Program received signal SIGINT, Interrupt.
0x0000000000418dd8 in ?? ()
(gdb) ret
Make selected stack frame return now? (y or n) y
#0  0x0000000000400a0c in ?? ()
(gdb) c
Continuing.
r<< Can you r2 me?

Plaintext : 47 65 74 20 74 68 65 20 61 65 73 6B 65 79 21 21
Encrypted : FD DA 9B 78 FC F8 E9 BF 33 72 6E 0A 8A E5 F6 8C
Decrypted : 47 65 74 20 74 68 65 20 61 65 73 6B 65 79 21 21
[Inferior 1 (process 2519) exited normally]

I still don’t know what the infinite loop is doing, and I always hit Ctrl-C in a slightly different spot, but it consistently allowed me to bypass the check, so I was satisfied to have this as a tool for later use.

Now I got curious about other call instructions, so I started patching them out one by one (using a combination of bash and a Python script similar to the one above). For each one, I saved the output of the program and compared it with the output from the unpatched program. Of these, there were two call instructions that caught my eye in particular, the ~16th (0x400a4e) and ~21st (0x400aa8), not counting a few weird ones.

For the ~21st, I got this diff:

$ diff -u <(./antir2) <(./antir2.patched)
--- /dev/fd/63  2017-09-15 00:21:54.208447723 +0200
+++ /dev/fd/62  2017-09-15 00:21:54.216447711 +0200
@@ -5,5 +5,5 @@
 r<< Can you r2 me?

 Plaintext : 47 65 74 20 74 68 65 20 61 65 73 6B 65 79 21 21
-Encrypted : FD DA 9B 78 FC F8 E9 BF 33 72 6E 0A 8A E5 F6 8C
+Encrypted : E2 4B C5 BA 63 67 89 32 7F CC F0 A9 E9 BD 22 2D
 Decrypted : 47 65 74 20 74 68 65 20 61 65 73 6B 65 79 21 21

This caught my eye because the encryption was different, but the decryption was still the same. This suggested that the key had been modified by this specific call instruction. If I could somehow look at what addresses this function was writing to, maybe I could find the location of the key in memory.

However, before I got any further on that lead, I also ran valgrind and diffed its outputs (unpatched vs. patched) and then the ~16th call instruction really caught my eye:

$ valgrind ./antir2.patched 2>&1 | grep -A1 'Use of'
==3318== Use of uninitialised value of size 8
==3318==    at 0x42C04F: ???
--
==3318== Use of uninitialised value of size 8
==3318==    at 0x42C054: ???
--
==3318== Use of uninitialised value of size 8
==3318==    at 0x42C059: ???
--
==3318== Use of uninitialised value of size 8
==3318==    at 0x42C05E: ???
--
==3318== Use of uninitialised value of size 8
==3318==    at 0x42C063: ???
--
==3318== Use of uninitialised value of size 8
==3318==    at 0x42C06B: ???
--
==3318== Use of uninitialised value of size 8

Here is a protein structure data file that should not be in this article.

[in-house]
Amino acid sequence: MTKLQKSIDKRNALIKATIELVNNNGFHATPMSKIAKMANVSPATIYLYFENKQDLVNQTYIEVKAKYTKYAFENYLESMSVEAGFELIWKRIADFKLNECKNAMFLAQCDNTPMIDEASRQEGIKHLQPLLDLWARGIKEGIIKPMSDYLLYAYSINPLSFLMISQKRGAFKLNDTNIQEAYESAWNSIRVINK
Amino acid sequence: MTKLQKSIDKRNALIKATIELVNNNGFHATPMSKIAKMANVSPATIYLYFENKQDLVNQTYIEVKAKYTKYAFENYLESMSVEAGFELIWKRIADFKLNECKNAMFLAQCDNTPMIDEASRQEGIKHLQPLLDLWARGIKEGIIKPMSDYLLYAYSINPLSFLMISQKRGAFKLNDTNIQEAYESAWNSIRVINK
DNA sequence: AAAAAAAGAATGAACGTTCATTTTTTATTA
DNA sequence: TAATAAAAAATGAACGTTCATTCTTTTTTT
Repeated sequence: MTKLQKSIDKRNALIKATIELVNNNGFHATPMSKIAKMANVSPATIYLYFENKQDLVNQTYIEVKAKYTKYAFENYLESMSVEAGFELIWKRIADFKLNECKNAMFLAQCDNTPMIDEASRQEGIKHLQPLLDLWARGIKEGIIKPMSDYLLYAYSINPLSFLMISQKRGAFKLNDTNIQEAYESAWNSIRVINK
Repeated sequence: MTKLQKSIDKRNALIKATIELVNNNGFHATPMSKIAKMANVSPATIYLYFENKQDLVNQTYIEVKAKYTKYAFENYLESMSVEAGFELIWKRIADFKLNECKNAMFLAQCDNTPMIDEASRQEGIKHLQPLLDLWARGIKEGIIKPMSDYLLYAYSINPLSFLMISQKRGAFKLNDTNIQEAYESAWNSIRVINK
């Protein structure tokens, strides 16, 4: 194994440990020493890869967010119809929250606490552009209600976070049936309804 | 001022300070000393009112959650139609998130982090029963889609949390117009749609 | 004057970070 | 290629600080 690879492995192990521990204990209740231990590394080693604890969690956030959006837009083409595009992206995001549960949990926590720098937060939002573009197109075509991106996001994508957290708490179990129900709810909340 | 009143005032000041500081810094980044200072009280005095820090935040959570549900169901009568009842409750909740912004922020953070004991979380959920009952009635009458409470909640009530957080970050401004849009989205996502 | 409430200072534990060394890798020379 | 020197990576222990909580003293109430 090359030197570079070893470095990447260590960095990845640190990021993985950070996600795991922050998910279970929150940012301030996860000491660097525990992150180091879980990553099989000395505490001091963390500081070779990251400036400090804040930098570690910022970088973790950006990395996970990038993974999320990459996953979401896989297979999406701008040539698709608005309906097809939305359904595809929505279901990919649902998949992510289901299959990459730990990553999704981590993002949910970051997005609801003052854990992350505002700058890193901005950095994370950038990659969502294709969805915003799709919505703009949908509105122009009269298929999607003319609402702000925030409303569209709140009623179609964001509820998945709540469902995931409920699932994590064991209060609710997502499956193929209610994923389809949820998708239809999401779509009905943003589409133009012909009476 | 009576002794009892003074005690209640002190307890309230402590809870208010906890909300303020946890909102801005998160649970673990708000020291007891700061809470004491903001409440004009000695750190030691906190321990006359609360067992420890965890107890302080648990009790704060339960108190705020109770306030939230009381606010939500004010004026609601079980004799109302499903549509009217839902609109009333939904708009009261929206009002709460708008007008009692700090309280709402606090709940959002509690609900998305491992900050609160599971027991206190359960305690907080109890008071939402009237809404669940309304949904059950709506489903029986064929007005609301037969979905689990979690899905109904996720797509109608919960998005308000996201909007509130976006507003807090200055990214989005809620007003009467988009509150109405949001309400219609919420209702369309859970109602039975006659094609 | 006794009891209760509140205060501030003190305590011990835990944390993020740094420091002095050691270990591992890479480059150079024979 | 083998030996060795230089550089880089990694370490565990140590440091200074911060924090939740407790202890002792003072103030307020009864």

==3318==    at 0x42C073: ???
--
==3318== Use of uninitialised value of size 8
==3318==    at 0x42C078: ???
--
==3318== Use of uninitialised value of size 8
==3318==    at 0x42C09F: ???
--
==3318== Use of uninitialised value of size 8
==3318==    at 0x42C0B3: ???
--
==3318== Use of uninitialised value of size 8
==3318==    at 0x42C0BB: ???
--
==3318== Use of uninitialised value of size 8
==3318==    at 0x42C0D7: ???
--
==3318== Use of uninitialised value of size 8
==3318==    at 0x42C0DC: ???
--
==3318== Use of uninitialised value of size 8
==3318==    at 0x42C0E1: ???
--
==3318== Use of uninitialised value of size 8
==3318==    at 0x42C0E6: ???
--
==3318== Use of uninitialised value of size 8
==3318==    at 0x42C0EB: ???

Exactly 16 reads of uninitialised memory, and 16 bytes is the key size. At first I actually thought the “size 8” gave a size in bits, and so I was excited to see 16 individual byte-sized reads, but these are actually 8-byte reads.

Valgrind is helpful and tells us exactly where the reads are coming from. This is the disassembly (with annotations):

42c04f:       47 0f b6 14 16          movzbl (%r14,%r10,1),%r10d
42c054:       47 0f b6 1c 1e          movzbl (%r14,%r11,1),%r11d
42c059:       47 0f b6 24 26          movzbl (%r14,%r12,1),%r12d
42c05e:       47 0f b6 04 06          movzbl (%r14,%r8,1),%r8d
42c063:       45 0f b6 0c 36          movzbl (%r14,%rsi,1),%r9d
42c068:       0f b6 f4                movzbl %ah,%esi
42c06b:       45 0f b6 2c 3e          movzbl (%r14,%rdi,1),%r13d
42c070:       0f b6 f9                movzbl %cl,%edi
42c073:       41 0f b6 2c 2e          movzbl (%r14,%rbp,1),%ebp
42c078:       41 0f b6 34 36          movzbl (%r14,%rsi,1),%esi